Protectionist rules divide Australia

5 July 2009

06 July 2009 | Jake Kanter

A war of words has broken out between Australian politicians over "protectionist" procurement policies tabled in New South Wales (NSW).

The NSW state budget unveiled on 16 June included a "local jobs first" provision, which will give preference to Australian suppliers bidding for AUS $3.9 billion (£1.9 billion) of work on schools and hospitals.

In the budget statement, NSW treasurer Eric Roozendaal said the measures "unashamedly" gave Australian-made goods and services an advantage.

"Government agencies must put local business first, giving preferential treatment to more than 500,000 firms and small businesses in New South Wales."

Trade minister Simon Crean said he was "very concerned" by the "misguided" measures. Speaking at a press conference in Canberra, he added: "Apart from seeming to increase the cost to government, it is also moving in the direction of protectionism and will invite retaliatory action by our trading partners. We have already had significant queries by the EU and the US as to what this means."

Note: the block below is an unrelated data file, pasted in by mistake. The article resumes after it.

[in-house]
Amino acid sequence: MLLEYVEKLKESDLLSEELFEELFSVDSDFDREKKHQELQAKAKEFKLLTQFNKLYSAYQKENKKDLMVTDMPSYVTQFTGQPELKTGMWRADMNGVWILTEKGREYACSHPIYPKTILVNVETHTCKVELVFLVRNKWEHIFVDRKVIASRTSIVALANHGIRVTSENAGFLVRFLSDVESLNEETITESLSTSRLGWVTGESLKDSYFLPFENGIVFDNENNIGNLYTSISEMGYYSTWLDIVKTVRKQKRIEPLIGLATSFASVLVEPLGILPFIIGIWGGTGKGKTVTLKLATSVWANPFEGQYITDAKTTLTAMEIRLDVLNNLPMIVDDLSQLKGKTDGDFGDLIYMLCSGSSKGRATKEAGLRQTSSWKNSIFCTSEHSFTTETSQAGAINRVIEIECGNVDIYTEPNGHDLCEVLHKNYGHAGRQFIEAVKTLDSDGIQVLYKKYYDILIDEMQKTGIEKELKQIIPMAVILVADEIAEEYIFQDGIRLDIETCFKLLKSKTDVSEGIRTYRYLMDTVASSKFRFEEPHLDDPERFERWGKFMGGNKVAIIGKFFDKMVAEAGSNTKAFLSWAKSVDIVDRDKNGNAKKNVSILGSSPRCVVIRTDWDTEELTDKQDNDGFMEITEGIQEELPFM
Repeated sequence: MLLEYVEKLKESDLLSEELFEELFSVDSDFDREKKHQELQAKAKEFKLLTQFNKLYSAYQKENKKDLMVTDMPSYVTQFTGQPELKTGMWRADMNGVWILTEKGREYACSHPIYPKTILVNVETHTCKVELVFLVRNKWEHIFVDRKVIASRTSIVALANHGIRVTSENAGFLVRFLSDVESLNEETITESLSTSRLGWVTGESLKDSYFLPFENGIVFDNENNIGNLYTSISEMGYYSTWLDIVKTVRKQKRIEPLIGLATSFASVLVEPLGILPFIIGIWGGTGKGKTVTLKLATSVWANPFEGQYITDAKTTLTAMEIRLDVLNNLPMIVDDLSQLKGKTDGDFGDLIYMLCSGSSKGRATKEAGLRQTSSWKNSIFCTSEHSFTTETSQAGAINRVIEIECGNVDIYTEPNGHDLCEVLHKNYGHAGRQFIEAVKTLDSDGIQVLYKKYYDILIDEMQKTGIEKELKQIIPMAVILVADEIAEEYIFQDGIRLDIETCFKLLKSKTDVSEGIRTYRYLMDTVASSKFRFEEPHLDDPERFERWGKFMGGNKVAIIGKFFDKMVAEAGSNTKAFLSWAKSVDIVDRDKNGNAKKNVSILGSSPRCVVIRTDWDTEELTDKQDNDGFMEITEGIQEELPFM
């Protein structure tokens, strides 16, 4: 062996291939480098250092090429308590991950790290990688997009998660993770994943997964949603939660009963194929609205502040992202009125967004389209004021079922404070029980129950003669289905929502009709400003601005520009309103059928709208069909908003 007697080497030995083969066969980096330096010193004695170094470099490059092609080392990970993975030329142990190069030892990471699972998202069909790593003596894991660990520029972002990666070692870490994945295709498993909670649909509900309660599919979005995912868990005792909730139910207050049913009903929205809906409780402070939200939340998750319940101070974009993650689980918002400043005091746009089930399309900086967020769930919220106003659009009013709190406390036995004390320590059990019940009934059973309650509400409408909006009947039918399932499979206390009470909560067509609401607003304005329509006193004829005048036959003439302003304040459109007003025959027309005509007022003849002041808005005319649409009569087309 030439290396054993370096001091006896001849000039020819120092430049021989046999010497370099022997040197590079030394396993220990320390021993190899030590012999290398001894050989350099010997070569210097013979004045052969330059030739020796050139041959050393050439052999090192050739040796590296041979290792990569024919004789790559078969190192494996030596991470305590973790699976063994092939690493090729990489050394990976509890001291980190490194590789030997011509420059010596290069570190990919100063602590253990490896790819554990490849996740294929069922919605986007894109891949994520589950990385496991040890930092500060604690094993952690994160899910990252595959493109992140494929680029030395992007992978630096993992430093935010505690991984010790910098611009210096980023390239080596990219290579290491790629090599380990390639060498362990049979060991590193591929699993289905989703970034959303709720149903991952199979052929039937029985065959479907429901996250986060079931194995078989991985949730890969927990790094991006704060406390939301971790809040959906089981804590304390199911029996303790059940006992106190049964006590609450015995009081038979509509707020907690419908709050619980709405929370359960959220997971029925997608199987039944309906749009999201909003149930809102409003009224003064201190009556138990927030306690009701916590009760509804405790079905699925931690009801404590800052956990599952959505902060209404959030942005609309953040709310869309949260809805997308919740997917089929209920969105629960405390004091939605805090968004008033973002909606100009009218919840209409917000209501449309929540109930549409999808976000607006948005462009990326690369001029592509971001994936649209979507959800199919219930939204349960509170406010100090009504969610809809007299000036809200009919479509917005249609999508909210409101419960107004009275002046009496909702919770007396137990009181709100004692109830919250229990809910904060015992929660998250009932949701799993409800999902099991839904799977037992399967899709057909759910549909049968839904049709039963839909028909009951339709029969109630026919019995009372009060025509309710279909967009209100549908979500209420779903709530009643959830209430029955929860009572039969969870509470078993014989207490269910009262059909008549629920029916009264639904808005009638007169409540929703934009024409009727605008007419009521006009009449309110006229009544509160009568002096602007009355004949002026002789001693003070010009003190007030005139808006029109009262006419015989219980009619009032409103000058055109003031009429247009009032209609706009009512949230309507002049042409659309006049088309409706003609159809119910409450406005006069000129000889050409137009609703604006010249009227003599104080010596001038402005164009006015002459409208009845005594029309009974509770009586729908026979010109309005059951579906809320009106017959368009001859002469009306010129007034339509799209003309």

Crean wrote to the premier of NSW, Nathan Rees, expressing concerns about the policy. He noted it contradicted Australian commitments to avoid protectionism made at the G20 summit in London earlier this year.

"This is a bad signal to the rest of the world and we have to counter that," Crean said.

But Rees defended the measures in a radio interview last month, claiming they were simply an extension of existing policy.


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